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Background: Look-alike, sound-alike (LASA) drug names are a cause of medication errors with resulting patient harm and healthcare costs. This study assessed to which extent the use of the generic drug name, therapeutic class, health problem, and the U.S. Food and Drug Administration (FDA)-approved indications might be used to differentiate LASA drug pairs.

Research design and methods: We collected information about LASA drug pairs reported by the FDA to have look-alike sound-alike similarities. To assess potential for differentiating LASA drug pairs, we compared the following drug characteristics: generic name, therapeutic class, health problem, and FDA-approved indication.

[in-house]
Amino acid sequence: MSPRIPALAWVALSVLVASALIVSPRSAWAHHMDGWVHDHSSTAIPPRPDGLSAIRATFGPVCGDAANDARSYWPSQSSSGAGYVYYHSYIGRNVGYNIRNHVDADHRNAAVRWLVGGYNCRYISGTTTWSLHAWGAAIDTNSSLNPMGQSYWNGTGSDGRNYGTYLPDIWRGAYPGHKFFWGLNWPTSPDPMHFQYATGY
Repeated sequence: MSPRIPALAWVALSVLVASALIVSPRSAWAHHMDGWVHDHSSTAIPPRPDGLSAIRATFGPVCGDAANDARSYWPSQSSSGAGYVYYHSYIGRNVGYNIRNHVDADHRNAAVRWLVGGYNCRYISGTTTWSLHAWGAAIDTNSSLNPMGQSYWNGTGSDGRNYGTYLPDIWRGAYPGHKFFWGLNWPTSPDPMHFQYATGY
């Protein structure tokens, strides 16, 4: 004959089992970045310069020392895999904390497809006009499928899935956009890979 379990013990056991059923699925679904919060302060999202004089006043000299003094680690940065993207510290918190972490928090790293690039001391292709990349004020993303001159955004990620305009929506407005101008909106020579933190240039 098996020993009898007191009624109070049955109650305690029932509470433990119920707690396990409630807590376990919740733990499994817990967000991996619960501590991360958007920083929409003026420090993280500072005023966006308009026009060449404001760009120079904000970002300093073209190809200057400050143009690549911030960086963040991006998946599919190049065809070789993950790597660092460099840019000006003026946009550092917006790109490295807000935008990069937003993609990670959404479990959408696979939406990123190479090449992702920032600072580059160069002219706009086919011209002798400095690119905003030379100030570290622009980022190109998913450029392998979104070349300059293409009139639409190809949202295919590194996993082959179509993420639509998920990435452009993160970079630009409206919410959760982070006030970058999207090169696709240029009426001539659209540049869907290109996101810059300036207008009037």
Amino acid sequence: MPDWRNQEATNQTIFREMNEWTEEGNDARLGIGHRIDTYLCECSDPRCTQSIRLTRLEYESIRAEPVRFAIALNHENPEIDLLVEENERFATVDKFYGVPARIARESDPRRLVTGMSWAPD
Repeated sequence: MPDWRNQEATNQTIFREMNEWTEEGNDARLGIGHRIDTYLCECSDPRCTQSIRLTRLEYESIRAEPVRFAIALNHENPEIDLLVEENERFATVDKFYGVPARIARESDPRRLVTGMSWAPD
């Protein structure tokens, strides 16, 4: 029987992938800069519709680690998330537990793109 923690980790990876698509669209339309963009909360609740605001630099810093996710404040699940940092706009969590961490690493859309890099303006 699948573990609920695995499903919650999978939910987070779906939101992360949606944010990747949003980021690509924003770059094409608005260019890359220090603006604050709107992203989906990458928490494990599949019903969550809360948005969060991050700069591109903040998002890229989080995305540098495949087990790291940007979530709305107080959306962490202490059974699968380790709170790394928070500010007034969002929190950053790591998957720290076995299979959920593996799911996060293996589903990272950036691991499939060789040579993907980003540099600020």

Results: For the 33 FDA reported LASA drug pairs we identified a total of 432 FDA-approved indications. Using the generic name, therapeutic class, health problem and drug indication we were able to differentiate 8 (24.2%), 24 (72.7%), 25 (75.8%) and 26 (78.8%), respectively of the 33 LASA drug pairs. Using the generic name, therapeutic class, and health problem we were able to distinguish 31 (7.2%), 212 (49.1%), and 269 (62.3%), respectively of the 432 FDA-approved indications for the LASA drug pairs.

Conclusions: Including the FDA-approved indication in the drug prescription may be used to differentiate LASA drug pairs and thus, prevent wrong drug medication errors.


This is an Accepted Manuscript of an article published in Expert Opinion on Drug Safety, volume 16, issue 10, in 2017, available online: It may differ slightly from the final version of record.


Taylor & Francis



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